‘Doc Al’ leaves unfinished book
His last days were spent cave diving and writing a book about it.
Cebuano cave diver Dr. Alfonso “Doc Al” Amores was on top of his game as a reconstructive surgeon in the United States, but gave it up to pursue his love for cave diving in the Philippines. His book, although unfinished, would serve as a family reminder of his love for cave exploration and discovery.
His discovery of the Pawod Underwater Cave System in barangay Agus, Lapu-Lapu City has opened opportunities for Filipino scuba divers to be trained in cave diving – a training only professionally acquired in a controlled environment in Florida, United States.
The Pawod cave system, Amores said, could give clues on how Mactan Island was formed, and it direly needs protection.
For Amores, cave diving is about exploring the part of the earth where our history is waiting to be discovered and studied.
“If we can explore the moon why can’t we explore the caves. It is rich in geographical and paleontological records,” Andy Berame, Lapu-Lapu Coastal Operational Coordinator recalled how Amores told him during one of their exploratory dives.
Cave diving was not as popular as scuba diving in the Philippines before Amores and Bernil Gastardo started the Filipino Cave Divers Association last year.
The safety of this outdoor adventure was challenged after Amores died while setting up a guide-line for a television crew for a wildlife video documentary in Hinatuan Enchanted River in Surigao City. He was not the first to discover it but he was the first to discover the deeper chambers of the cave.
Amores was with two of his cave-diving students including Jaime Lapac on June 17.
Before heading out of the cave, traversing a narrow passage, Lapac was surprised that Amores changed the order of the way out, asking the two cave divers to go ahead of him.
“We were surprised but we could not argue because he was directing us. But I noticed something irregular about him because he wasn’t moving his feet. He did not respond when I made a hand ‘OK’, instead he replied with his right arm up signaling them to go ahead of him,” Lapac told Cebu Daily News.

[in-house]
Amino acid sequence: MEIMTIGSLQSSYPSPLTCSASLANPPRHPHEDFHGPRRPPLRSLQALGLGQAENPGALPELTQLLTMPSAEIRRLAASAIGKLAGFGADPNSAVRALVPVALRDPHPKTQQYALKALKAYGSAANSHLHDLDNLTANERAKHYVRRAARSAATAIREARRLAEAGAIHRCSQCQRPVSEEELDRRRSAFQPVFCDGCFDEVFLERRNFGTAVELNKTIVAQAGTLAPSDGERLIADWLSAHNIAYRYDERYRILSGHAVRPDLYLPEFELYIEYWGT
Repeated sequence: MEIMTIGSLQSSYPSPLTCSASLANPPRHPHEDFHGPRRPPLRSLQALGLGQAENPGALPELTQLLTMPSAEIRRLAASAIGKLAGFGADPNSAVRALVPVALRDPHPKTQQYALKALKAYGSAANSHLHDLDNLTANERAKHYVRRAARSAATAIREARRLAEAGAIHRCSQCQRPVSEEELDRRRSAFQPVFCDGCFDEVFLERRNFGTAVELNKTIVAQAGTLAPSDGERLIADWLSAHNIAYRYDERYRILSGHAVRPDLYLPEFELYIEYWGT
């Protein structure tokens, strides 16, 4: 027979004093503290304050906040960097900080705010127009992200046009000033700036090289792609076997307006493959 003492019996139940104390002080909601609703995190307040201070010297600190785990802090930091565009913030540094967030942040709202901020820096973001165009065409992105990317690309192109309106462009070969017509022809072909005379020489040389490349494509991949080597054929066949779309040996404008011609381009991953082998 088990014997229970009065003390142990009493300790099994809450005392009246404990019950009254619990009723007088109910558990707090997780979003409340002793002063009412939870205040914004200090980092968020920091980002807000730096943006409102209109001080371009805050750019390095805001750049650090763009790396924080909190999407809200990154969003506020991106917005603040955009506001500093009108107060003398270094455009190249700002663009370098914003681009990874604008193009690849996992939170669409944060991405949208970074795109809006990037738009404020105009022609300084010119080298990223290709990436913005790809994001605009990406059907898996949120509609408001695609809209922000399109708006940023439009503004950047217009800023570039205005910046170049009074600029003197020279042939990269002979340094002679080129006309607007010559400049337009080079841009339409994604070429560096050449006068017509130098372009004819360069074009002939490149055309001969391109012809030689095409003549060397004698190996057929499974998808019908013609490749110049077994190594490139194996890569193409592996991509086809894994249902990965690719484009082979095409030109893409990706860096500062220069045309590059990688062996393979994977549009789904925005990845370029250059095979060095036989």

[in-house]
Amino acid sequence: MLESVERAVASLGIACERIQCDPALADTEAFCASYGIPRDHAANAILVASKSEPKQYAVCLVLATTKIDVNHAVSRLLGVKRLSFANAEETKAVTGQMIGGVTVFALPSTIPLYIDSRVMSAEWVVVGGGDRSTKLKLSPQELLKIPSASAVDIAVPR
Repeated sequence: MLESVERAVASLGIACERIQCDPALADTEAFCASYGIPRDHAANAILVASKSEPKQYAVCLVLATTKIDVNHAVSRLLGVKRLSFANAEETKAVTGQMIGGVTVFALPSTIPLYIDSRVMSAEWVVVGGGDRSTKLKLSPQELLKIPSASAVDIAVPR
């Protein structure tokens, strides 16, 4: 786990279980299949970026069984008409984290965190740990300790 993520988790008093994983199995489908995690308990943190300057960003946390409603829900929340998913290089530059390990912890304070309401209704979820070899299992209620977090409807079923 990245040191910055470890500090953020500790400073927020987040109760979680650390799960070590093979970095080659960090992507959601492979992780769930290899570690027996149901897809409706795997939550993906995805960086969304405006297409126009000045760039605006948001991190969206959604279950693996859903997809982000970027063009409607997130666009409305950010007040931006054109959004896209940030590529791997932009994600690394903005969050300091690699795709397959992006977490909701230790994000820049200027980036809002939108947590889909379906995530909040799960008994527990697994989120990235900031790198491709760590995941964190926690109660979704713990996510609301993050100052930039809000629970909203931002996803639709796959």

“He was carrying with him his pneumonia and his heart ailment long before but this did not stop him from cave diving. He was admitted for his pneumonia a few weeks ago before his last dive,” said Amores’ wife Luz, a registered nurse.
Luz said her husband had heart problems when he was in his 40s.
Autopsy reports from investigators in Surigao City showed that Amores died from a heart attack.
“His oxygen tank was not empty and there were no signs of struggle. Even when he was suffering, he really practiced all the safety procedures in cave diving he taught to his students and that is the reason he was easily located,” Luz said.
After signaling that he would be the last person out, he was supposed to coil the rope but Amores tied one of his hands to the line so that the strong current would not sweep him away. Lapac tried to save his mentor but he was running out of air.
Jake Miranda, a cave diver from Surigao City led the retrieval of Amores’ body.
Amores discovered a passageway in Enchanted River in Hinatuan that led to a bigger chamber and a few more passageways. The passage was named “Doc’s door”. Gastardo, who is now the President of the Filipino Cave Divers, said that every discovery of a path, a door, a crawl or chamber is named after the cave diver who discovered it.
“It was his dream that he’d teach local divers cave diving. It is very expensive to train in Florida and he wanted to give it to local divers for free,” Luz said.
She said she received more pledges from friends in the United States and will turn them over to the Filipino Cave Divers so they can teach more cave divers in the Philippines. Most Filipino cave divers before association’s inception learned through a certification by Paul Nielsen’s IANTC China course.
The Pawod freshwater cave is the most suitable area for training beginners because it has a controlled environment.
Amores was particularly worried about the unregulated development near the Pawod Underwater Cave System and he wanted to work for its protection.
He even wrote a summary brief of Pawod for presentation in the Lapu-Lapu City Council for the creation of the Task Force Pawod.
“Littered inside the cave system are fossils of marine animals ranging from small corals to giant clams. Inside the main chamber are boulder formations that may shed light into the origins of Mactan Island and beyond. Some coral rubble appears to be burnt, the baffling nature of which can generate scientific studies.
However, due to no or little concrete basis for sustainable use of Pawod Underwater Cave System since its discovery in 2011, its condition has been steadily degrading over the years,” Amores said in his project brief.
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